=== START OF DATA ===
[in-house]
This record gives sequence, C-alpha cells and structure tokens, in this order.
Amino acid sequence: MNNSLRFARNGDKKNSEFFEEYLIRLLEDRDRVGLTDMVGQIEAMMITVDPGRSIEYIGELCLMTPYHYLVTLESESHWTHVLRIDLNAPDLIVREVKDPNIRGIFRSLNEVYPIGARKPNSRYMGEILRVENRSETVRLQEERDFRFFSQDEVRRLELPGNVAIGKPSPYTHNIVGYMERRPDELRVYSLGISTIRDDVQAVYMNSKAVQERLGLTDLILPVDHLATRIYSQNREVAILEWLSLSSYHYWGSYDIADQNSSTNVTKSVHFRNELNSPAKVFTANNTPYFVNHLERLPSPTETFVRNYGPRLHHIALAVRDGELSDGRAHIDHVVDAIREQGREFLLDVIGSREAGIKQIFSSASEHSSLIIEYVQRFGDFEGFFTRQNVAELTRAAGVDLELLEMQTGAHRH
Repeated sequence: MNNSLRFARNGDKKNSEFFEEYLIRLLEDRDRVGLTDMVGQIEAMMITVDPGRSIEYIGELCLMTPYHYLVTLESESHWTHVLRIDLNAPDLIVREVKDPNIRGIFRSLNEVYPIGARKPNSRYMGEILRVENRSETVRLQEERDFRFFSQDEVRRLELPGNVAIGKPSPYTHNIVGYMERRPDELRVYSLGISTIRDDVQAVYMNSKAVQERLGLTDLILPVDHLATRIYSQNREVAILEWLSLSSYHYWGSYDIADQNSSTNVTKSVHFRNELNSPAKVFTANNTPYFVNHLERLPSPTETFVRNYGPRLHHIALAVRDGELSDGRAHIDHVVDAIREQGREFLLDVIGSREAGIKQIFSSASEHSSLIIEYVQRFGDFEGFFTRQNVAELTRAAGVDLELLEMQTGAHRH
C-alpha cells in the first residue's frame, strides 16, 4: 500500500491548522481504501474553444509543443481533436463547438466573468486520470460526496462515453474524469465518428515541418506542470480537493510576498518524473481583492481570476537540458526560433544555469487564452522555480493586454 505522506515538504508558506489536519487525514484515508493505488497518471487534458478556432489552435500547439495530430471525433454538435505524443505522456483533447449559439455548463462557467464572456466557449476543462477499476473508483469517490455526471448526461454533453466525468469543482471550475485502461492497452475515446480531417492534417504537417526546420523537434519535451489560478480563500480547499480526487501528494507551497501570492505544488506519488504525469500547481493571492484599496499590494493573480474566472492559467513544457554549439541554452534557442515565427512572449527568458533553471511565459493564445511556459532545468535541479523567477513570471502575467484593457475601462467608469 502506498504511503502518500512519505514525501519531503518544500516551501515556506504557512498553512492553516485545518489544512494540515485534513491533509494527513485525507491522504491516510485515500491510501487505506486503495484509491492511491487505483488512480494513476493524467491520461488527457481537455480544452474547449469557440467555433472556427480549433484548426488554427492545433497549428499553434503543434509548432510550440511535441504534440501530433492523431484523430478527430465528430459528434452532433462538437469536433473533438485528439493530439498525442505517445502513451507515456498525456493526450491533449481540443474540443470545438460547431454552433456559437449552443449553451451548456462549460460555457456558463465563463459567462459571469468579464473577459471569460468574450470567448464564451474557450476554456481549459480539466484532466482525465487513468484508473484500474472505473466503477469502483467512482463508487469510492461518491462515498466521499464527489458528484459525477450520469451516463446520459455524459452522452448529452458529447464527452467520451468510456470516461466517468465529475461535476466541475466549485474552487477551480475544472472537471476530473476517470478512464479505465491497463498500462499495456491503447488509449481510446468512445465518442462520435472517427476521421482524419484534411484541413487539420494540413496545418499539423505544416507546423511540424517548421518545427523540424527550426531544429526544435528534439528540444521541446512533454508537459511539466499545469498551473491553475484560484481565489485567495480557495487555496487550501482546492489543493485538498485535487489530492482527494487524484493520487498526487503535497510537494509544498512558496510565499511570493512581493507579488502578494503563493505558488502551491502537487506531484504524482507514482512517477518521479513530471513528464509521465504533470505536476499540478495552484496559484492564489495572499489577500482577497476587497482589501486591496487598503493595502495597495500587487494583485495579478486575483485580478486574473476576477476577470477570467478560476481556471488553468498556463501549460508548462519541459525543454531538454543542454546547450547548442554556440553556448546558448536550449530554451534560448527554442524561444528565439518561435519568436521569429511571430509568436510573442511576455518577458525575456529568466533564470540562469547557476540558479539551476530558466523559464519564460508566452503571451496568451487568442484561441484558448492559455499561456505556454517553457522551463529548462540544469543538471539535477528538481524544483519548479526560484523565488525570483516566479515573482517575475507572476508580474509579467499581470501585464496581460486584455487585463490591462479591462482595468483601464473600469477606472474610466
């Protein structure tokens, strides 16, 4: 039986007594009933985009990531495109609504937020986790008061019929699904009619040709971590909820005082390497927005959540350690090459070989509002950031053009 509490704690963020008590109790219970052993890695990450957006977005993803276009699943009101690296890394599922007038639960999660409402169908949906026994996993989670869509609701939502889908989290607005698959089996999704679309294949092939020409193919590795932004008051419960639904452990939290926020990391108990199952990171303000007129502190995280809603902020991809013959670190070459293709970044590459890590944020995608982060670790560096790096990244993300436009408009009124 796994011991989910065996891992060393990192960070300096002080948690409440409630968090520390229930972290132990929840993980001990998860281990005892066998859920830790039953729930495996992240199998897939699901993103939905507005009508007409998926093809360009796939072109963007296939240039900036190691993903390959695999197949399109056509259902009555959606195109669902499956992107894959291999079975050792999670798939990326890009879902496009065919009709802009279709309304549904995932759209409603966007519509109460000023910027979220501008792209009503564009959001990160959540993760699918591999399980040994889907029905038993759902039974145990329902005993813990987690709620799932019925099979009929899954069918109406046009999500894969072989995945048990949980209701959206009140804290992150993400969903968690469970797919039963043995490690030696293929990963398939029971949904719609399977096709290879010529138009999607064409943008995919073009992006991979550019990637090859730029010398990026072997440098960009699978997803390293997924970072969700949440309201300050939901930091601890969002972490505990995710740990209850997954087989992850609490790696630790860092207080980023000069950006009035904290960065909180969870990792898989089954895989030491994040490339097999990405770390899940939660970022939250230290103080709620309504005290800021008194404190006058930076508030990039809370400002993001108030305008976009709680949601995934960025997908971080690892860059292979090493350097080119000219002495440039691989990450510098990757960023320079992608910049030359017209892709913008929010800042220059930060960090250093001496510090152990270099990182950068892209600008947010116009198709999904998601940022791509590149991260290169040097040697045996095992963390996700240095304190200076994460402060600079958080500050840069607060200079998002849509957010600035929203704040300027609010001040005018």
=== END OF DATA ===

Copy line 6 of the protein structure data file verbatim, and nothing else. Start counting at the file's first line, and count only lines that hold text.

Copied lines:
């Protein structure tokens, strides 16, 4: 039986007594009933985009990531495109609504937020986790008061019929699904009619040709971590909820005082390497927005959540350690090459070989509002950031053009 509490704690963020008590109790219970052993890695990450957006977005993803276009699943009101690296890394599922007038639960999660409402169908949906026994996993989670869509609701939502889908989290607005698959089996999704679309294949092939020409193919590795932004008051419960639904452990939290926020990391108990199952990171303000007129502190995280809603902020991809013959670190070459293709970044590459890590944020995608982060670790560096790096990244993300436009408009009124 796994011991989910065996891992060393990192960070300096002080948690409440409630968090520390229930972290132990929840993980001990998860281990005892066998859920830790039953729930495996992240199998897939699901993103939905507005009508007409998926093809360009796939072109963007296939240039900036190691993903390959695999197949399109056509259902009555959606195109669902499956992107894959291999079975050792999670798939990326890009879902496009065919009709802009279709309304549904995932759209409603966007519509109460000023910027979220501008792209009503564009959001990160959540993760699918591999399980040994889907029905038993759902039974145990329902005993813990987690709620799932019925099979009929899954069918109406046009999500894969072989995945048990949980209701959206009140804290992150993400969903968690469970797919039963043995490690030696293929990963398939029971949904719609399977096709290879010529138009999607064409943008995919073009992006991979550019990637090859730029010398990026072997440098960009699978997803390293997924970072969700949440309201300050939901930091601890969002972490505990995710740990209850997954087989992850609490790696630790860092207080980023000069950006009035904290960065909180969870990792898989089954895989030491994040490339097999990405770390899940939660970022939250230290103080709620309504005290800021008194404190006058930076508030990039809370400002993001108030305008976009709680949601995934960025997908971080690892860059292979090493350097080119000219002495440039691989990450510098990757960023320079992608910049030359017209892709913008929010800042220059930060960090250093001496510090152990270099990182950068892209600008947010116009198709999904998601940022791509590149991260290169040097040697045996095992963390996700240095304190200076994460402060600079958080500050840069607060200079998002849509957010600035929203704040300027609010001040005018």